Second World War Diggers reminisce

Veterans stand tall as the Last Post plays in Clermont.
Veterans stand tall as the Last Post plays in Clermont.

FOUR men sit quietly around a table at the Clermont RSL sub branch, various softdrinks in front of them.

They can't drink alcohol anymore, but they still showed their respects to their mates killed in action in the Second World War.

They are Clermont's veterans, and a much-respected part of the community.

"You should talk to Theo Williams, he can tell you all about flying Catalinas during the war," Vietnam veteran Gordon Murray said.

Mr Murray recalls his service from his conscription in 1967 to when he was discharged in early 1969.

Anzac Day, he says, is an emotional and commemorative day.

"When we went over there, we were there for about eight weeks," he said.

"Nineteen killed in action and about 80 wounded in action so we knew what war was.

"I was lucky."

Mr Murray said it was that luck that inspired him to work with younger generations to ensure the Anzac spirit lived on.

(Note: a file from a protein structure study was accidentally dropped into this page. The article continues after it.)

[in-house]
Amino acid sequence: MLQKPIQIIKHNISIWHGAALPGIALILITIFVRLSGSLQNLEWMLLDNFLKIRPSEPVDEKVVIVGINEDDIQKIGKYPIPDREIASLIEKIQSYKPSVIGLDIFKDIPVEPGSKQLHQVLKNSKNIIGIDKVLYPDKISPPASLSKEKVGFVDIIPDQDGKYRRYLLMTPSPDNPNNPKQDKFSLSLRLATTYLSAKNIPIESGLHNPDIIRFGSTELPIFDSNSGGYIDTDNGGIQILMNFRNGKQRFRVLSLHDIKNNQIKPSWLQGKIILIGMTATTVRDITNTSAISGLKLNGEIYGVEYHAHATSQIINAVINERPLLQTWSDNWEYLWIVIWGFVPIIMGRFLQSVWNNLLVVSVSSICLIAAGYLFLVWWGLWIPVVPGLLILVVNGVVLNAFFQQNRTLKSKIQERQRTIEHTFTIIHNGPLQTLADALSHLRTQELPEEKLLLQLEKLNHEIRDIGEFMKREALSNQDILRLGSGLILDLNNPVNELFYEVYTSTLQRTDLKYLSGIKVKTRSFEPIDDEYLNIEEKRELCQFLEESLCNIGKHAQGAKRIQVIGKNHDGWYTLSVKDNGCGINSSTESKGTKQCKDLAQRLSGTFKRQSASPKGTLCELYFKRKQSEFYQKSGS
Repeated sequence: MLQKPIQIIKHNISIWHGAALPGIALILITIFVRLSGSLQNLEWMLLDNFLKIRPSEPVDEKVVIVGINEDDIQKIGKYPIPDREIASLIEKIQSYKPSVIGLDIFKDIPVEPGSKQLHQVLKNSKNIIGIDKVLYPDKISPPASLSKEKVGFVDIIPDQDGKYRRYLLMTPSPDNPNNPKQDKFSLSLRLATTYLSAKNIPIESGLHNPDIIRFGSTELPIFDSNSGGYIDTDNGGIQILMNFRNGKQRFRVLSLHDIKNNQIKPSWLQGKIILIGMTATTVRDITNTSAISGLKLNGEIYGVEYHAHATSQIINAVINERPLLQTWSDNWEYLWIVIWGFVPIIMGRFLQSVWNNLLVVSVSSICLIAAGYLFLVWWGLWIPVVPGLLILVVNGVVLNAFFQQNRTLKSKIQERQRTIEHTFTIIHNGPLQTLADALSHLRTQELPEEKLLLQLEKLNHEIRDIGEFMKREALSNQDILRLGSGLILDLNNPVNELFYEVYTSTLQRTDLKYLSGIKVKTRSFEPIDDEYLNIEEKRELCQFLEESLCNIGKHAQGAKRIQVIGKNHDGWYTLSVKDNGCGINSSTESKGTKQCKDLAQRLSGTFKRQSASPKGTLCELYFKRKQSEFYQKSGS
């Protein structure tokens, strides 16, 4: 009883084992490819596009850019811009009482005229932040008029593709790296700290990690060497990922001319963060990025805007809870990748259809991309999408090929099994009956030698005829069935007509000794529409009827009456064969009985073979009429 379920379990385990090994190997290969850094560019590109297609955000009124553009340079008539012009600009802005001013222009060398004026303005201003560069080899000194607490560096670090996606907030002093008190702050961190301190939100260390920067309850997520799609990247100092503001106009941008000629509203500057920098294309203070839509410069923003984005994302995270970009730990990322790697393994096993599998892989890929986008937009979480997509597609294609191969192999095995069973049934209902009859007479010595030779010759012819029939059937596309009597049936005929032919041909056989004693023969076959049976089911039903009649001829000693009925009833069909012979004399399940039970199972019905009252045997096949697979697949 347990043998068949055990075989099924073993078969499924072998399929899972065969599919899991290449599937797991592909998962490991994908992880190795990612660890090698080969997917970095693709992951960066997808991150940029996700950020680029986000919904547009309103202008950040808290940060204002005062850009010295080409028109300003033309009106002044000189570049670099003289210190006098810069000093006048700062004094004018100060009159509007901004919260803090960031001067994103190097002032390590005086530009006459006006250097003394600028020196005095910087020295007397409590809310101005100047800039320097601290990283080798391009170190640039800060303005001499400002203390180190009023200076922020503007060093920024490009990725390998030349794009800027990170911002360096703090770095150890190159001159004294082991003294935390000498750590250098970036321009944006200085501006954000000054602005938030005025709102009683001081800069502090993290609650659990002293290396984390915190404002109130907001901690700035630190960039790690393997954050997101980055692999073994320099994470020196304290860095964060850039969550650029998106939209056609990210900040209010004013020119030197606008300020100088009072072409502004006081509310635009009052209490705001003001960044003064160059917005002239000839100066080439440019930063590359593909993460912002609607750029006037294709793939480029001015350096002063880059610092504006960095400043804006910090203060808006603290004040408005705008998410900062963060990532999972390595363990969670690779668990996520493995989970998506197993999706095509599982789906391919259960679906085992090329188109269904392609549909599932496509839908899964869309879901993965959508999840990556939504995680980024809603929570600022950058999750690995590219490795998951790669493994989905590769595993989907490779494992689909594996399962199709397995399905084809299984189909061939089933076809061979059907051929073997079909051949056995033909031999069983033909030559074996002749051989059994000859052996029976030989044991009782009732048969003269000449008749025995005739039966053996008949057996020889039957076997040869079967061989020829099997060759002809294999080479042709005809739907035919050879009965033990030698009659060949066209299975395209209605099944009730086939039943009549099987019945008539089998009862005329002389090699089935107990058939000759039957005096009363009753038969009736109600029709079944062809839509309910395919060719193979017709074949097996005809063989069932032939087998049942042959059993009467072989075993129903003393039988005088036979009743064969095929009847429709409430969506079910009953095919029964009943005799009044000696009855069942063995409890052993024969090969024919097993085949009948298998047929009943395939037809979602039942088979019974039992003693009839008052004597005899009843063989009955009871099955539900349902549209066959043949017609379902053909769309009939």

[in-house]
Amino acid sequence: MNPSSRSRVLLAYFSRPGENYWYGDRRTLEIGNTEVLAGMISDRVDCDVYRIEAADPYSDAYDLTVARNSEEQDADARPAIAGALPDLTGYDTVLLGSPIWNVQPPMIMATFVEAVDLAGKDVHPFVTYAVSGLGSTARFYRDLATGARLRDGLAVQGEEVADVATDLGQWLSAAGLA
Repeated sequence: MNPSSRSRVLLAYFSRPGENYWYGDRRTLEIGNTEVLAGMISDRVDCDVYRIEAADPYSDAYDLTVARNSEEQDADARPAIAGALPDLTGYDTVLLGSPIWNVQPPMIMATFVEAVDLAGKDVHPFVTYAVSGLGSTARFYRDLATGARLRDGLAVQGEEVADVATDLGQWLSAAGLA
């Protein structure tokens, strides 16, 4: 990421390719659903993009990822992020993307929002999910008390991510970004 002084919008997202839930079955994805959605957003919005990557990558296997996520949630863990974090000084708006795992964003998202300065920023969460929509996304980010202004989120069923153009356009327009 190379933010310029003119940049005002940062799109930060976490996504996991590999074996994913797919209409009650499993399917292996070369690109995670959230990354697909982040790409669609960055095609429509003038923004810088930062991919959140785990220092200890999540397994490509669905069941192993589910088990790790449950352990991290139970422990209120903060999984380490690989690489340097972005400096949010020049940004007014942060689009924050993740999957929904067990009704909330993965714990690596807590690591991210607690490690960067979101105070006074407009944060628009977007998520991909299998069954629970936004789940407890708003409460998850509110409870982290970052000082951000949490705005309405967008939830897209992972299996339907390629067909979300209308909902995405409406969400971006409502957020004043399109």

Conflict veteran Ivan Bettridge served with the 26th Battalion as an infantryman.

He said it was great to see the turnout at the ceremony at Hoods Lagoon, where school students paid their respects and laid wreaths at the war memorials along the banks.

A strong crowd of more than 300 people marked the 97th anniversary of the Gallipoli landing.

Veteran recalls Vietnam stories

WAR veteran Laurie Little was about four years old when his father went off to war in 1939.

"I can't remember my father," Laurie said following the Clermont Anzac ceremony.

He and his two brothers were raised by his mother widowed from the Second World War, but when the call came again for Vietnam, Mr Little didn't hesitate.

"It was a race to get there," he said proudly.

Mr Little served in Vietnam, Malaysia, Singapore Island and Borneo and can engross anyone who asks with stories, both amusing and heart-wrenching, about his time fighting on foreign soil.

For the returned soldier, April 25 is a poignant day to remember his military mates.

"Put it simply, (Anzac Day) meant a few tears getting in that jeep and driving down here," he said.

"There's no one here I soldiered with. Not a person."



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